|I overwinter our geraniums in the garage and I'm curious how the blooms dry and remain red all winter but are dead on this living plant? Richard, Simpsonville|
|Hello, Richard from Kentucky: To answer your question simply, some flowers lose their color as the bloom ages while others do not. This is why when people make dried arrangements with their cut flowers they are choosing specific ones based on how long the colors and the bloom itself will hold up. There are certain blooms that last longer than others. The topic of bloom color is actually more complicated than one might think. Not to get too technical but the color we see is really light reflected from different plant pigments. Anthocyanidins are the main group of compounds that make up these pigments. Our perception of these colors may differ depending on the time of day, light conditions, moisture/nutrition levels, as well as changes in temperature. The fact that your geraniums are moved to a cooler space out of the direct sun may have an effect on the color fading or lack thereof. The main reason for bloom color is to attract pollinating insects. Although as gardeners we might think the colors are specifically for our satisfaction, and in some cases the flower color has actually been manipulated by scientists for gardening purposes, but the real purpose is for fruit production. As colors fade it can be an indication to pollinating insects that their service is no longer needed.|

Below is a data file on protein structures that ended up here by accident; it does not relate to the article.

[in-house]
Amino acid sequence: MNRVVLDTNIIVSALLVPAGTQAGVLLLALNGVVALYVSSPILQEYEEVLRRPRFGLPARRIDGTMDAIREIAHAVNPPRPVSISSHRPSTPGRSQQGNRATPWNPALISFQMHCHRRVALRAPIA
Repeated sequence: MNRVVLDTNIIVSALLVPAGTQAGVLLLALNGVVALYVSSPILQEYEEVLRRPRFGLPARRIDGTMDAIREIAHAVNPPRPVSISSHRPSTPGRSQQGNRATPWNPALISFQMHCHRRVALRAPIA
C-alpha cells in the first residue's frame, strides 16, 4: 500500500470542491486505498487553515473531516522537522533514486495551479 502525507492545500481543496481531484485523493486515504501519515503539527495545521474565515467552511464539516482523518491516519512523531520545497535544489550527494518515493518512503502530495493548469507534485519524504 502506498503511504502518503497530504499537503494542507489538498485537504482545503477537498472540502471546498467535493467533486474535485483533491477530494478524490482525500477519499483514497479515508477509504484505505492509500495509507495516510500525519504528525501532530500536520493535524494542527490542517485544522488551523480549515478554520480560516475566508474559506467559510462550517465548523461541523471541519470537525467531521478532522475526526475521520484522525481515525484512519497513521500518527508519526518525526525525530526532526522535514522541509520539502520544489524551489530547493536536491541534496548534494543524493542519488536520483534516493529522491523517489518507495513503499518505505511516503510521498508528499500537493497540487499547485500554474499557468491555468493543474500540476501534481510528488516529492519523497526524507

|I recently asked you a question about tropical sage that I purchased in Florida. Looking back at the bottle where the seeds were contained, the other name is "Salvia Splendens-Red." Does that help you to determine if the seedlings will survive Kentucky winters? Perhaps the name "tropical sage" was just a local name. Donna, Versailles|
|Hello again, Donna: I am glad that you still had the seed packet. Salvia splendens is commonly known as red salvia or scarlet sage. It is indeed an annual for us here in Kentucky since it will not survive our winter temperatures. It is native to Brazil and considered a perennial for those gardeners in hardiness zones 8-10. These plants are readily available each spring at your local garden center. If you still have some seed, save it and plant it next spring either indoors four to six weeks before our frost-free date or directly sow outdoors after May 10. These annuals attract hummingbirds with their spiky, tubular flowers, which are most commonly red but are also available in pink, white, purple, and bi-colored flowers. They are great for a splash of color in the summer garden or in a container. They also work great for cut flowers. Salvia require full sun for the best blooms and prefer to grow in nutrient-rich, consistently moist soil.|